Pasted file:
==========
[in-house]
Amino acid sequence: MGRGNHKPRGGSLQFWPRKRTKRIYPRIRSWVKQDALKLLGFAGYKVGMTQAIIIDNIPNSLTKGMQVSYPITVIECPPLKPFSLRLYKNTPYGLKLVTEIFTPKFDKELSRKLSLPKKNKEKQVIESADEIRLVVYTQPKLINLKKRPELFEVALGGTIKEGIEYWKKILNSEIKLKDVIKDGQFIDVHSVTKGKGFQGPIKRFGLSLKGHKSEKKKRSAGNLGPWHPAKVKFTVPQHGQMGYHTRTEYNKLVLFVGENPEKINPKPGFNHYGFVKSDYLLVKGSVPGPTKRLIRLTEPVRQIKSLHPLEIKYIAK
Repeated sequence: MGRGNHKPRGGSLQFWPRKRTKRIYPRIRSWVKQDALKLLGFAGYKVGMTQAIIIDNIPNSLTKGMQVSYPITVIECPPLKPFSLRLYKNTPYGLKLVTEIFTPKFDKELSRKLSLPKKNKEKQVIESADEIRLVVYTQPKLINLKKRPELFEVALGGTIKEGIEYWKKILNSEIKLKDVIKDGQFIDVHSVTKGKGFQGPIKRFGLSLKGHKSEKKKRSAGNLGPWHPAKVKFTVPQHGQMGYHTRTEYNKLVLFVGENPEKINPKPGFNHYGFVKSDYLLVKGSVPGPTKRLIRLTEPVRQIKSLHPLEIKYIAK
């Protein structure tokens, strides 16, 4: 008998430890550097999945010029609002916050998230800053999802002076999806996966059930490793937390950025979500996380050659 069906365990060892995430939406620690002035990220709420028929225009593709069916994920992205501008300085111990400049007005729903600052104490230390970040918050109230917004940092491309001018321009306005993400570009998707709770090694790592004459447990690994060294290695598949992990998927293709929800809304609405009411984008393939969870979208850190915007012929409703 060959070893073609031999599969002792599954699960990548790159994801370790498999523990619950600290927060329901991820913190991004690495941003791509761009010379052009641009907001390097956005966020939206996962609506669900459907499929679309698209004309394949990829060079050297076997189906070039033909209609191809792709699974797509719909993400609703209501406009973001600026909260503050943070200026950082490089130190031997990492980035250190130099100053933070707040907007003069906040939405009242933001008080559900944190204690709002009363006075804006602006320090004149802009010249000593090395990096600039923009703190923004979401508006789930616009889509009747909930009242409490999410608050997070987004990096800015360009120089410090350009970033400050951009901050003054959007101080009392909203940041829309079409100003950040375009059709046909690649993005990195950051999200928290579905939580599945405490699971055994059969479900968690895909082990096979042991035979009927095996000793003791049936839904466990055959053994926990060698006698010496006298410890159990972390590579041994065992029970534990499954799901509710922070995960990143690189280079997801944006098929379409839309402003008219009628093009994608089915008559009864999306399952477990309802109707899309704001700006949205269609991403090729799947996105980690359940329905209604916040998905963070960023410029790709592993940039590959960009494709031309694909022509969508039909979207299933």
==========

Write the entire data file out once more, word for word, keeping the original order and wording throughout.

[in-house]
Amino acid sequence: MGRGNHKPRGGSLQFWPRKRTKRIYPRIRSWVKQDALKLLGFAGYKVGMTQAIIIDNIPNSLTKGMQVSYPITVIECPPLKPFSLRLYKNTPYGLKLVTEIFTPKFDKELSRKLSLPKKNKEKQVIESADEIRLVVYTQPKLINLKKRPELFEVALGGTIKEGIEYWKKILNSEIKLKDVIKDGQFIDVHSVTKGKGFQGPIKRFGLSLKGHKSEKKKRSAGNLGPWHPAKVKFTVPQHGQMGYHTRTEYNKLVLFVGENPEKINPKPGFNHYGFVKSDYLLVKGSVPGPTKRLIRLTEPVRQIKSLHPLEIKYIAK
Repeated sequence: MGRGNHKPRGGSLQFWPRKRTKRIYPRIRSWVKQDALKLLGFAGYKVGMTQAIIIDNIPNSLTKGMQVSYPITVIECPPLKPFSLRLYKNTPYGLKLVTEIFTPKFDKELSRKLSLPKKNKEKQVIESADEIRLVVYTQPKLINLKKRPELFEVALGGTIKEGIEYWKKILNSEIKLKDVIKDGQFIDVHSVTKGKGFQGPIKRFGLSLKGHKSEKKKRSAGNLGPWHPAKVKFTVPQHGQMGYHTRTEYNKLVLFVGENPEKINPKPGFNHYGFVKSDYLLVKGSVPGPTKRLIRLTEPVRQIKSLHPLEIKYIAK
């Protein structure tokens, strides 16, 4: 008998430890550097999945010029609002916050998230800053999802002076999806996966059930490793937390950025979500996380050659 069906365990060892995430939406620690002035990220709420028929225009593709069916994920992205501008300085111990400049007005729903600052104490230390970040918050109230917004940092491309001018321009306005993400570009998707709770090694790592004459447990690994060294290695598949992990998927293709929800809304609405009411984008393939969870979208850190915007012929409703 060959070893073609031999599969002792599954699960990548790159994801370790498999523990619950600290927060329901991820913190991004690495941003791509761009010379052009641009907001390097956005966020939206996962609506669900459907499929679309698209004309394949990829060079050297076997189906070039033909209609191809792709699974797509719909993400609703209501406009973001600026909260503050943070200026950082490089130190031997990492980035250190130099100053933070707040907007003069906040939405009242933001008080559900944190204690709002009363006075804006602006320090004149802009010249000593090395990096600039923009703190923004979401508006789930616009889509009747909930009242409490999410608050997070987004990096800015360009120089410090350009970033400050951009901050003054959007101080009392909203940041829309079409100003950040375009059709046909690649993005990195950051999200928290579905939580599945405490699971055994059969479900968690895909082990096979042991035979009927095996000793003791049936839904466990055959053994926990060698006698010496006298410890159990972390590579041994065992029970534990499954799901509710922070995960990143690189280079997801944006098929379409839309402003008219009628093009994608089915008559009864999306399952477990309802109707899309704001700006949205269609991403090729799947996105980690359940329905209604916040998905963070960023410029790709592993940039590959960009494709031309694909022509969508039909979207299933």